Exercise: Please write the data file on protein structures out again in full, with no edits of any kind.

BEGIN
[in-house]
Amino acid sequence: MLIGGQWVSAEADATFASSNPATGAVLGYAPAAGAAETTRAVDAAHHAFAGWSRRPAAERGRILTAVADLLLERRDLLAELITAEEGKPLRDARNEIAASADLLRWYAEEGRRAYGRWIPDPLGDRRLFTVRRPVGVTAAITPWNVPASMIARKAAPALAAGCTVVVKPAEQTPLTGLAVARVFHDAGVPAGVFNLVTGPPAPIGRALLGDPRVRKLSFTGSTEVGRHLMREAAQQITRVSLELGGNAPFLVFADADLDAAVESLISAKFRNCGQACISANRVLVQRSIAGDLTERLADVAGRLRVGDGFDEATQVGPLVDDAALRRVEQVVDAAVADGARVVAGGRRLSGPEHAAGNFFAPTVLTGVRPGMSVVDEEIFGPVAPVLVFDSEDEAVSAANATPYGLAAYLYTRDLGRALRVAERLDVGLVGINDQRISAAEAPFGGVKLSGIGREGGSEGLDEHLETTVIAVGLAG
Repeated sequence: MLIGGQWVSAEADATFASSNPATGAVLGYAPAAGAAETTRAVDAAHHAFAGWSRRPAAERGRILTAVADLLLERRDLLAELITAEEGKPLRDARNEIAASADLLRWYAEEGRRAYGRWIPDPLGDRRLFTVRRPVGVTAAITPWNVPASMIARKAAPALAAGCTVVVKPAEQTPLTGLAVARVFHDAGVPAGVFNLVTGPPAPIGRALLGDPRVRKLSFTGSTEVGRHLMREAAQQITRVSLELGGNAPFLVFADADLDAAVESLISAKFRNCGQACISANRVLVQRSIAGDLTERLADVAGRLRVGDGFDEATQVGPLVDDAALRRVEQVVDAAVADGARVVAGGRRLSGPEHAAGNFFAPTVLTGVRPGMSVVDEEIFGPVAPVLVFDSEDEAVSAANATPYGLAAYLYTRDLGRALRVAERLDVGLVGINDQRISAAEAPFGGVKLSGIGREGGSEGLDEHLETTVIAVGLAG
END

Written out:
[in-house]
Amino acid sequence: MLIGGQWVSAEADATFASSNPATGAVLGYAPAAGAAETTRAVDAAHHAFAGWSRRPAAERGRILTAVADLLLERRDLLAELITAEEGKPLRDARNEIAASADLLRWYAEEGRRAYGRWIPDPLGDRRLFTVRRPVGVTAAITPWNVPASMIARKAAPALAAGCTVVVKPAEQTPLTGLAVARVFHDAGVPAGVFNLVTGPPAPIGRALLGDPRVRKLSFTGSTEVGRHLMREAAQQITRVSLELGGNAPFLVFADADLDAAVESLISAKFRNCGQACISANRVLVQRSIAGDLTERLADVAGRLRVGDGFDEATQVGPLVDDAALRRVEQVVDAAVADGARVVAGGRRLSGPEHAAGNFFAPTVLTGVRPGMSVVDEEIFGPVAPVLVFDSEDEAVSAANATPYGLAAYLYTRDLGRALRVAERLDVGLVGINDQRISAAEAPFGGVKLSGIGREGGSEGLDEHLETTVIAVGLAG
Repeated sequence: MLIGGQWVSAEADATFASSNPATGAVLGYAPAAGAAETTRAVDAAHHAFAGWSRRPAAERGRILTAVADLLLERRDLLAELITAEEGKPLRDARNEIAASADLLRWYAEEGRRAYGRWIPDPLGDRRLFTVRRPVGVTAAITPWNVPASMIARKAAPALAAGCTVVVKPAEQTPLTGLAVARVFHDAGVPAGVFNLVTGPPAPIGRALLGDPRVRKLSFTGSTEVGRHLMREAAQQITRVSLELGGNAPFLVFADADLDAAVESLISAKFRNCGQACISANRVLVQRSIAGDLTERLADVAGRLRVGDGFDEATQVGPLVDDAALRRVEQVVDAAVADGARVVAGGRRLSGPEHAAGNFFAPTVLTGVRPGMSVVDEEIFGPVAPVLVFDSEDEAVSAANATPYGLAAYLYTRDLGRALRVAERLDVGLVGINDQRISAAEAPFGGVKLSGIGREGGSEGLDEHLETTVIAVGLAG